### Curvy blues

#### 27 Oct 2007 » permalink

I was looking in the past (and some more) at various solutions for efficient hardware-aided curve rasterization methods. Those ideas mostly focused on using the graphical hardware for accelerating the geometry generation process. But what happens, when we completely skip the geometry generation step? Even more blazing performance and totally resolution-independent rendering. Thanks to some tips by Jon and interesting math discussions I had in the past weeks, I'm glad to present my current thinking.

## Quadratic curves

Quadratic curves (second-degree polynomials) consist of a starting point, an end point and one control point. Such curves cannot self-intersect nor inflect. The representation of a quadratic curve is a parabola, a straight line or (a degenerate case) — a point. Quadratic curves are not the most popular ones in modern graphical packages. Cubic types (more about them later) are the basic unit of notation. In example, cairo doesn’t provide direct quadratic API. It’s understandable as any quadratic can be trivially represented in a cubic form. However, since (due to their limited properties) quadratics are usually much faster to process it makes sense to look at them separately. Quadratics are part of the SVG standard and have some interesting uses — including TrueType fonts (which are represented only with 2nd degree curves) and Flash (which uses quadratics as the native curve representation and represents cubics by subdividing them into quadratics). Few examples of quadratic curves:

Now, let’s look at how we can hook up the programmable GPU hardware to rasterize quadratics. The first observation is that the three points describing the curve form a triangle and this triangle covers the whole area of the curve. Triangle is the most basicrasterization primitive in modern graphics hardware. Let’s assign two texture coordinates (*v* and *w*) for each of the three points. We’re going to use **[0.0; 0.5]** , **[0.0; 1.0]** and **[1.0; 1.0]** for, respectively — the start point, the control point and the end point.

As the triangle is being rendered the hardware will interpolate *v* and *w* across the three vertices. For each pixel belonging to the triangle we get a unique, interpolated *v* and *w* texture coords pair. And here comes the crucial part — as the actual “texture” for this triangle we use a dynamic fragment program that evaluates the following expression:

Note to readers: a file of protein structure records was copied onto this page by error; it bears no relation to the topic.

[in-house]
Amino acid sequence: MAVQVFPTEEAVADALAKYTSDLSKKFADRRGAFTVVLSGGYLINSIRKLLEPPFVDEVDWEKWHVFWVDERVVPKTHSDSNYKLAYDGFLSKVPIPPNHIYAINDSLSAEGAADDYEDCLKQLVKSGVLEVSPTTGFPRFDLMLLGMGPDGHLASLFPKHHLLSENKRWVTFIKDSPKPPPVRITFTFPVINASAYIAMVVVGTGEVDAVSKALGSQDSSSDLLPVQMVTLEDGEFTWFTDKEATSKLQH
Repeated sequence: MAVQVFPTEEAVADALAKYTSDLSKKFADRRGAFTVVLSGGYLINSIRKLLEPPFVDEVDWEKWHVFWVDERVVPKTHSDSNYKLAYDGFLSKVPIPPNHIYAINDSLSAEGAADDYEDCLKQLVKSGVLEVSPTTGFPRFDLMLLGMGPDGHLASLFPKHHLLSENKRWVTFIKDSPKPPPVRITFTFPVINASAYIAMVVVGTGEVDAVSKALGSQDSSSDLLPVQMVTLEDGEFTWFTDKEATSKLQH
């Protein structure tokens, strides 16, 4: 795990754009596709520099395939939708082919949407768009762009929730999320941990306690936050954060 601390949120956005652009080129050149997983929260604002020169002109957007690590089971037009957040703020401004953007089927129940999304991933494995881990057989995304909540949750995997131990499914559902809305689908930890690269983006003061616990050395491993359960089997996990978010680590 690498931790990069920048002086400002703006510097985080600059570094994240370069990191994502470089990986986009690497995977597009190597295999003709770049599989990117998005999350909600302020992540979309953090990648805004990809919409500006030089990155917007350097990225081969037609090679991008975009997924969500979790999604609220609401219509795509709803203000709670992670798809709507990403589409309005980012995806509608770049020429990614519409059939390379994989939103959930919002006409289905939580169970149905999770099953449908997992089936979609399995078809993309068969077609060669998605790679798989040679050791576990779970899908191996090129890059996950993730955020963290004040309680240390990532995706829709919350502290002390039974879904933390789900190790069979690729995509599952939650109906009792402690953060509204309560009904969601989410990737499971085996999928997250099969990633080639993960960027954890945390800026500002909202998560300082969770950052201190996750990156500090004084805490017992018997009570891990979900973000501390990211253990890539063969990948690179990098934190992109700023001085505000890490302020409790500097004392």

If the expression evaluates to *true*, we pass the pixel. If not, we discard it. What we get is:

Here is a shader implementation that does this operation. As we see, the rastered picture represents the curve we’re trying to visualize. To be precise, we get the fill for the curve. If we replaced the *<* sign with *=* sign we would get the actual stroke (the green line). As we zoom towards the curve, the shader generates more pixels giving a more accurate representation. A true resolution-independent rendering.

I'm going to come back to why this is so fundamentally amazing later on, but now let’s move on to the cubics.

## Cubic curves

Cubics (third-degree polynomials, the bezier-curves) are a bit more complex. They consist of two arbitrary control points plus start/end points. As a result a cubic can self-intersect, loop, inflect or cusp. Beziers are **the thing** in vector drawing and most of the data we get to render these days (icons, buttons, UI elements…) are sets of shapes defined by cubic curves.

For blazing-fast rendering of cubics we’re going to use a similar approach that we used for quadratics. Since cubics consist of four points we need more than a single triangle. Actually, depending on the control points set we’re dealing with, we need 2 or 3 triangles. In other words — we need to triangulate the points. In this case (very fixed) triangulation is trivial and essentially we can discover the case we have by doing a few dot products between the vectors of the control points.